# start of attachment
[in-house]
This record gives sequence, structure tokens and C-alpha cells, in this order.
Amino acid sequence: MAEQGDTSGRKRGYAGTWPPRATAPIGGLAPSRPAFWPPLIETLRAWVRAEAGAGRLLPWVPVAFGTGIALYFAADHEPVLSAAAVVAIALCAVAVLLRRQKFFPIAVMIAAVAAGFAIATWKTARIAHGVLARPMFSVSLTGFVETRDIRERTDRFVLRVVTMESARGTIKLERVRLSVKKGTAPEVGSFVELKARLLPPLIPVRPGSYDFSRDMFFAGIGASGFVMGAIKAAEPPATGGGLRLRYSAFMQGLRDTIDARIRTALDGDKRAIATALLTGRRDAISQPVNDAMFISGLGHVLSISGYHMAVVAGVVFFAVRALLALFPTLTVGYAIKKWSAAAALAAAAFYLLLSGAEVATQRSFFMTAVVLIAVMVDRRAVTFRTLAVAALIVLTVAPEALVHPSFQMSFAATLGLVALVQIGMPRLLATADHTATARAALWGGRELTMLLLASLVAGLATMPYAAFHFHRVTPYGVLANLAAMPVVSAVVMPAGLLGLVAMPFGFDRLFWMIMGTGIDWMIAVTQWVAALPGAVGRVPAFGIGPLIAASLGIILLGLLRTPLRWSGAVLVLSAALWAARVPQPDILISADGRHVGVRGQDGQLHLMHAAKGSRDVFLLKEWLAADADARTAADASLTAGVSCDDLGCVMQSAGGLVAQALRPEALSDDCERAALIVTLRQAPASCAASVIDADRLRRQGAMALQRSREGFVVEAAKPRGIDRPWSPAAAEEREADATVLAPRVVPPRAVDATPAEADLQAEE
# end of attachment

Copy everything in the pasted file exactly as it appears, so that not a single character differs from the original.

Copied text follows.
[in-house]
This record gives sequence, structure tokens and C-alpha cells, in this order.
Amino acid sequence: MAEQGDTSGRKRGYAGTWPPRATAPIGGLAPSRPAFWPPLIETLRAWVRAEAGAGRLLPWVPVAFGTGIALYFAADHEPVLSAAAVVAIALCAVAVLLRRQKFFPIAVMIAAVAAGFAIATWKTARIAHGVLARPMFSVSLTGFVETRDIRERTDRFVLRVVTMESARGTIKLERVRLSVKKGTAPEVGSFVELKARLLPPLIPVRPGSYDFSRDMFFAGIGASGFVMGAIKAAEPPATGGGLRLRYSAFMQGLRDTIDARIRTALDGDKRAIATALLTGRRDAISQPVNDAMFISGLGHVLSISGYHMAVVAGVVFFAVRALLALFPTLTVGYAIKKWSAAAALAAAAFYLLLSGAEVATQRSFFMTAVVLIAVMVDRRAVTFRTLAVAALIVLTVAPEALVHPSFQMSFAATLGLVALVQIGMPRLLATADHTATARAALWGGRELTMLLLASLVAGLATMPYAAFHFHRVTPYGVLANLAAMPVVSAVVMPAGLLGLVAMPFGFDRLFWMIMGTGIDWMIAVTQWVAALPGAVGRVPAFGIGPLIAASLGIILLGLLRTPLRWSGAVLVLSAALWAARVPQPDILISADGRHVGVRGQDGQLHLMHAAKGSRDVFLLKEWLAADADARTAADASLTAGVSCDDLGCVMQSAGGLVAQALRPEALSDDCERAALIVTLRQAPASCAASVIDADRLRRQGAMALQRSREGFVVEAAKPRGIDRPWSPAAAEEREADATVLAPRVVPPRAVDATPAEADLQAEE